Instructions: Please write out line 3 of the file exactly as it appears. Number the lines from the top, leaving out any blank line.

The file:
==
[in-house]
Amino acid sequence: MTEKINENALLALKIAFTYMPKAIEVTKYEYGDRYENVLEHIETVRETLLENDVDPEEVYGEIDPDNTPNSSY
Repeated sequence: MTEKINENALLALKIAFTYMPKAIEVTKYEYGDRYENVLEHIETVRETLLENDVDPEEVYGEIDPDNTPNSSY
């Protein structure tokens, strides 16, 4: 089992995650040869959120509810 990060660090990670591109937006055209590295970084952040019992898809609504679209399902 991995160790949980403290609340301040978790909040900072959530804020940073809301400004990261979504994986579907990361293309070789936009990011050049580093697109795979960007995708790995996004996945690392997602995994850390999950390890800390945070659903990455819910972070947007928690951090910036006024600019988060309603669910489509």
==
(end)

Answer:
Repeated sequence: MTEKINENALLALKIAFTYMPKAIEVTKYEYGDRYENVLEHIETVRETLLENDVDPEEVYGEIDPDNTPNSSY